Exercise your reading muscle

Right, I’m not going to post about how in 2016 I’m going to eat better and exercise more, nor about how I’m going to write a masterpiece and take the publishing world by storm. Whatever I write about it’s not fantasy. I’ll keep slogging away to the best of my ability, keep adding to my collection of rejections and maybe, just maybe, find a little success here and there.

The one form of exercise I’m planning to go public on, in the hope that by doing so I force myself to continue with it, is to improve my reading exercise.

Reading is the fuel of all writers and like someone entering a gym for the first time after only jogging I plan to broaden my exercise, my reading exercise. The plan is, borrowed / stolen from a friend of mine, that every third book I read will be something I’ve never read before though probably should have. This could be a classic, or books by authors I’ve been aware of and always felt I ‘should’ read. Whether this improves things for me I’ve no idea, but at least I’ll have a better appreciation of works out there. I’m making no promises with regard to the gender, nationality or any other descriptor of the writers I’ll read, especially as I haven’t come up with any plan, as I come to each third book I’ll dig out something that fits with this idea and see what happens.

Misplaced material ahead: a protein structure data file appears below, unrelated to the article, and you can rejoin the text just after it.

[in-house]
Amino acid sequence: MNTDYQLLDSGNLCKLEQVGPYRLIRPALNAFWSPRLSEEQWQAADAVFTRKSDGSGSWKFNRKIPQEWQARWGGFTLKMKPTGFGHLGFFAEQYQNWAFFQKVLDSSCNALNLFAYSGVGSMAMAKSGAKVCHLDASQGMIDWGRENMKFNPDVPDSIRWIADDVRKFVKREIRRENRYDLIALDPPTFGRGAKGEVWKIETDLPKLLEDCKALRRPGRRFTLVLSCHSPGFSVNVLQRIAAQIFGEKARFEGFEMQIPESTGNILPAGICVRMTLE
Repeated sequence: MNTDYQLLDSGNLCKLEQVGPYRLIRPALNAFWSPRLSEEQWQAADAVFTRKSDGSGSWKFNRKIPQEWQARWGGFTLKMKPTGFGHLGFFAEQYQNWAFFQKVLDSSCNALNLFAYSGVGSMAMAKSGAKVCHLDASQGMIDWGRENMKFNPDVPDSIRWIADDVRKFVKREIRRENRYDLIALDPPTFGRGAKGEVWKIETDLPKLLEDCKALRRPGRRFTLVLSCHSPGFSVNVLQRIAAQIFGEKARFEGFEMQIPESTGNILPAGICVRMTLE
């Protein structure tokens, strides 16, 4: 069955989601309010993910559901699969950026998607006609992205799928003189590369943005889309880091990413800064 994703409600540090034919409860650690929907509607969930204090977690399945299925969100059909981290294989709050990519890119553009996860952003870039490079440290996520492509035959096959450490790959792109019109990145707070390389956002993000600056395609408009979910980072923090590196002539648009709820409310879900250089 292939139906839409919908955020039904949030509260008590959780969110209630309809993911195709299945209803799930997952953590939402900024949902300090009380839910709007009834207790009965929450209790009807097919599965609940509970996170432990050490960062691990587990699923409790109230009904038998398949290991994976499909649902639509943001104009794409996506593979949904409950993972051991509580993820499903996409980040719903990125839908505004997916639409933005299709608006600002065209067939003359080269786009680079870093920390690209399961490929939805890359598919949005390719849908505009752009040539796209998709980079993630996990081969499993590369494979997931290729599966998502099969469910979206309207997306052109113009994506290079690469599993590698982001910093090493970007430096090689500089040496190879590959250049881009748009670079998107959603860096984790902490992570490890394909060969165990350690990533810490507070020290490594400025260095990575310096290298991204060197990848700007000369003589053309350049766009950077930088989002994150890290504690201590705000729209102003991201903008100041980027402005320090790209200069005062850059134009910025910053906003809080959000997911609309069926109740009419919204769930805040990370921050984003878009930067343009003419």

In the spirit of the plan my first read of 2016 (after I finish my current book, 1599 by James Shapiro) will be Jane Eyre, Naturally I know the story from various film and TV adaptations but I’ve never read it.

The reason for choosing Jane Eyre is quite simple. Two friends of mine whose opinions I trust have both over the years, quite independently, told me that Jane Eyre is their favourite book, and something they both return to. So at least now I’ll have a better idea what all the fuss is about.

I may, or may not, post about how I get on, depending on whether I manage to continue with it, but it’s a good idea so hopefully it’ll last.

After all, we’re always being told that we should exercise more, and as a writer exercising my reading muscle is as important a way to pass the time as I can think.

 

And reader, I exercised it!

(. . . or something like that)

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